Back in October 2020, the companies announced their £140M (€162.5M) merger and in order to complete the development, they needed to go through an approval process with shareholders, the Competition & Markets Authority (CMA), and the Financial Conduct Authority (FCA).
Unfortunately for both the companies, the Competition and Markets Authority (CMA) has provisionally blocked this merger.
The big disappointment!
Back in November 2020, the CMA agreed to ‘fast track’ the anticipated merger of Crowdcube and Seedrs to an in-depth Phase 2 investigation, after finding likely competition concerns.
On Wednesday, the CMA announced that, as part of its Phase 2 investigation, it found that Crowdcube and Seedrs compete closely against each other to win the business of SMEs, with a significant number of businesses viewing equity crowdfunding as their only way to secure financial backing. “A deal between the 2 could result in UK SMEs and investors losing out as a result of higher fees and less innovation.”
According to the CMA’s initial view, blocking the merger may be the only way of addressing these competition concerns.
The watchdog came up with this provisional finding, after a group of independent CMA panel members reviewed evidence from the companies’ own documents, their customers, and other stakeholders. “And, CMA is now considering after concluding everything carefully, that in case the deal does not go through, there could be the possibility that one or both firms exit the market or would need to re-orientate their business strategy,” it mentions.
Kirstin Baker, Chair of the CMA inquiry group, says, “Investment in small and growing businesses is vital to the UK economy as we emerge from the coronavirus pandemic, and we have given this deal careful consideration. These are the two largest equity crowdfunding platforms in the UK, with at least a 90 per cent share of the market between them and we see them competing closely on price and innovation. This means the merger could lead to less choice and higher fees for SMEs and investors.”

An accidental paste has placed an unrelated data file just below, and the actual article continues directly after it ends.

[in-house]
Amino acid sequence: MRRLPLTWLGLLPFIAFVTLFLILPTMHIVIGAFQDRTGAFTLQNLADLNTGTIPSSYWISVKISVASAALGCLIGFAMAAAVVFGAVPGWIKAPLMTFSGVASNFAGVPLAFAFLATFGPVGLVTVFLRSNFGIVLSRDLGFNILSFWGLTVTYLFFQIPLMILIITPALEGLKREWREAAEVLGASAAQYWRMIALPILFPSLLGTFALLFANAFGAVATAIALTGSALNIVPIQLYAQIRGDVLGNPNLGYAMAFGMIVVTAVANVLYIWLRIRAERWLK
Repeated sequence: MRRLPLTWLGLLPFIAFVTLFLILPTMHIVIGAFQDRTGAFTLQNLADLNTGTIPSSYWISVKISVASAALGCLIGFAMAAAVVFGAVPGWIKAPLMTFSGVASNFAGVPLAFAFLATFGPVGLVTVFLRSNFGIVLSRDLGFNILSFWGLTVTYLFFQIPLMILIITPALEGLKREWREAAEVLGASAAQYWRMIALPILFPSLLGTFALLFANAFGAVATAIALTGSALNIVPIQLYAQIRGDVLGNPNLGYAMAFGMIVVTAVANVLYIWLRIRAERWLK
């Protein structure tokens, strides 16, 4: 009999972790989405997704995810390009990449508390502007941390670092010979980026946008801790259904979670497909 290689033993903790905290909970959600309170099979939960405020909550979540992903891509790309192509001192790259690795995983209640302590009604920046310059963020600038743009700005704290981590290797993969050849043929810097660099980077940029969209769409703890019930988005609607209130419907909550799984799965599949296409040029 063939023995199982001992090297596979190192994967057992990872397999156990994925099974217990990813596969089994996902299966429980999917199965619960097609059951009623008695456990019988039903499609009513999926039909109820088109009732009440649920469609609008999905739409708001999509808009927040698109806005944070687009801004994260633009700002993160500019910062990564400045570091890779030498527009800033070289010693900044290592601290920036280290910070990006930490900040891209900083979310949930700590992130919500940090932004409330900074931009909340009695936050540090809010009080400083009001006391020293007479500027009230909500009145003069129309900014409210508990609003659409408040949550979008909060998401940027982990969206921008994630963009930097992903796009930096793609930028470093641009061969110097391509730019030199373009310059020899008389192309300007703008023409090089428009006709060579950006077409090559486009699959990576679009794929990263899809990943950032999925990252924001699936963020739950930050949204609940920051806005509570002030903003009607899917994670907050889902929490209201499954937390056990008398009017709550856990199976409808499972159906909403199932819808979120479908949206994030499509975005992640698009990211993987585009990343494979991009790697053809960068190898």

In the UK, a firm is said to have “monopoly power” if it has more than 25 per cent of the market share. Monopolies are created by private enterprises that are designed to eliminate the competition and maximise their profits. And, to make sure such developments do not take place, the Government has created policies that protect consumers and innovative companies.
Baker adds, “We have therefore reached the view that blocking this merger is likely to be the best way to maintain competition. The decision to block any deal is not taken lightly and is only made if there is a real risk of customers losing out.”
The CMA has now launched a consultation on these provisional findings and views are invited by 14th April 2021.
How does Crowdcube feel about this decision?
The crowdfunding platforms, if merged, would have created the world’s largest private equity marketplace and further democratise investment.
In a blogpost, Crowdcube’s founder & CEO – Darren Westlake, mentions, “We’re obviously disappointed with the CMA’s decision. However, I’d like to reassure you that it’s business as usual at Crowdcube, and we continue to focus on delivering a great experience for businesses and investors alike.”
As an investment crowdfunding platform, Crowdcube enables entrepreneurs to raise funds with the added benefit of being backed by their community. For investors, the platform provides a way to hand-pick a stake in an innovative business they believe in that traditionally would have been restricted to professional investors. Since its inception in 2011, Crowdcube has helped more than 1,120 startups to raise funds. With more than 900,000 members, a total of £1B (approx €1.1B) has invested via the platform, to date.
Westlake also mentions that the company has been recording outstanding levels of growth in the last 12 months and remains in a very strong financial position following record revenue in 2020 and two consecutive quarters of profitability.”
“We continue to invest in our people and products, and we expect to be profitable again in the first half of 2021, with an unprecedented level of high profile European businesses set to fundraise with us in the coming weeks,” he adds.
Seedrs: “Deeply disappointed”
As for Seedrs, it is also an online investment platform. It allows investors to buy and sell shares in private companies, and ambitious entrepreneurs to gain investment for their businesses while building communities in the process. Since its launch in 2012, Seedrs has funded over 1,140 deals, with nearly £1B (approx €1.1B) invested on the platform to date.
The company mentions that it is “deeply disappointed with these findings, and we firmly disagree with the CMA’s view that this would be an anti-competitive transaction.”
It strongly believes that this merger would have a “highly positive outcome” for British small businesses. Seedrs is evaluating the CMA’s findings and considering its next steps.